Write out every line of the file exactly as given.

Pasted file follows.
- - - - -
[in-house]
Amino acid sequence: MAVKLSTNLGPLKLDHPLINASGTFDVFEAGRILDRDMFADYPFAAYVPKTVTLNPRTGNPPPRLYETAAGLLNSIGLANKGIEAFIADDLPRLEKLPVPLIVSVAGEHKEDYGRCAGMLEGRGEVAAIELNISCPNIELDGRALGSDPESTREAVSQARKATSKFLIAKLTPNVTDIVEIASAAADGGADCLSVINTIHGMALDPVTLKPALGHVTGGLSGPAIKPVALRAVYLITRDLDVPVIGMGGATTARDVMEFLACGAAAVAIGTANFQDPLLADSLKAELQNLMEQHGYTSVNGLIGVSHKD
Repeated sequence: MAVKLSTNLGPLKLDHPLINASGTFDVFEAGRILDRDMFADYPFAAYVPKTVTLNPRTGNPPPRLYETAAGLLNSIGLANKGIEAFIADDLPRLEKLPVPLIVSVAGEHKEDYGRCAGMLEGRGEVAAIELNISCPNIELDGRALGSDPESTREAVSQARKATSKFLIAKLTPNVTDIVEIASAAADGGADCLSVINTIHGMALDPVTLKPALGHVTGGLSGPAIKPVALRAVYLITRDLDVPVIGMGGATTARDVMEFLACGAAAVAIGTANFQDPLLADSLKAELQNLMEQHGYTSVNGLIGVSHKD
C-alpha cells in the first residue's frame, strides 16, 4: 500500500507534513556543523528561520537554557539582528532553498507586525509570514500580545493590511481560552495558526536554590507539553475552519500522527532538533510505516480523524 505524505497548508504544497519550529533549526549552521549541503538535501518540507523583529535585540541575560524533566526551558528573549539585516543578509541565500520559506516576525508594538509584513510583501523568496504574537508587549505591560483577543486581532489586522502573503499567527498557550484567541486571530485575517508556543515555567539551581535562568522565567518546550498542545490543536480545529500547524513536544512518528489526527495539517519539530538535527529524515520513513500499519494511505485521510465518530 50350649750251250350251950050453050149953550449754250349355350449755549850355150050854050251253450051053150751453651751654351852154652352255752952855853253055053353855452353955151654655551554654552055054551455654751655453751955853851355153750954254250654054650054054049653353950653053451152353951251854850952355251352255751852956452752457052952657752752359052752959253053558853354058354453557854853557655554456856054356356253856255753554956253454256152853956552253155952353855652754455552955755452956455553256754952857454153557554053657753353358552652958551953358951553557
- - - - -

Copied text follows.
[in-house]
Amino acid sequence: MAVKLSTNLGPLKLDHPLINASGTFDVFEAGRILDRDMFADYPFAAYVPKTVTLNPRTGNPPPRLYETAAGLLNSIGLANKGIEAFIADDLPRLEKLPVPLIVSVAGEHKEDYGRCAGMLEGRGEVAAIELNISCPNIELDGRALGSDPESTREAVSQARKATSKFLIAKLTPNVTDIVEIASAAADGGADCLSVINTIHGMALDPVTLKPALGHVTGGLSGPAIKPVALRAVYLITRDLDVPVIGMGGATTARDVMEFLACGAAAVAIGTANFQDPLLADSLKAELQNLMEQHGYTSVNGLIGVSHKD
Repeated sequence: MAVKLSTNLGPLKLDHPLINASGTFDVFEAGRILDRDMFADYPFAAYVPKTVTLNPRTGNPPPRLYETAAGLLNSIGLANKGIEAFIADDLPRLEKLPVPLIVSVAGEHKEDYGRCAGMLEGRGEVAAIELNISCPNIELDGRALGSDPESTREAVSQARKATSKFLIAKLTPNVTDIVEIASAAADGGADCLSVINTIHGMALDPVTLKPALGHVTGGLSGPAIKPVALRAVYLITRDLDVPVIGMGGATTARDVMEFLACGAAAVAIGTANFQDPLLADSLKAELQNLMEQHGYTSVNGLIGVSHKD
C-alpha cells in the first residue's frame, strides 16, 4: 500500500507534513556543523528561520537554557539582528532553498507586525509570514500580545493590511481560552495558526536554590507539553475552519500522527532538533510505516480523524 505524505497548508504544497519550529533549526549552521549541503538535501518540507523583529535585540541575560524533566526551558528573549539585516543578509541565500520559506516576525508594538509584513510583501523568496504574537508587549505591560483577543486581532489586522502573503499567527498557550484567541486571530485575517508556543515555567539551581535562568522565567518546550498542545490543536480545529500547524513536544512518528489526527495539517519539530538535527529524515520513513500499519494511505485521510465518530 50350649750251250350251950050453050149953550449754250349355350449755549850355150050854050251253450051053150751453651751654351852154652352255752952855853253055053353855452353955151654655551554654552055054551455654751655453751955853851355153750954254250654054650054054049653353950653053451152353951251854850952355251352255751852956452752457052952657752752359052752959253053558853354058354453557854853557655554456856054356356253856255753554956253454256152853956552253155952353855652754455552955755452956455553256754952857454153557554053657753353358552652958551953358951553557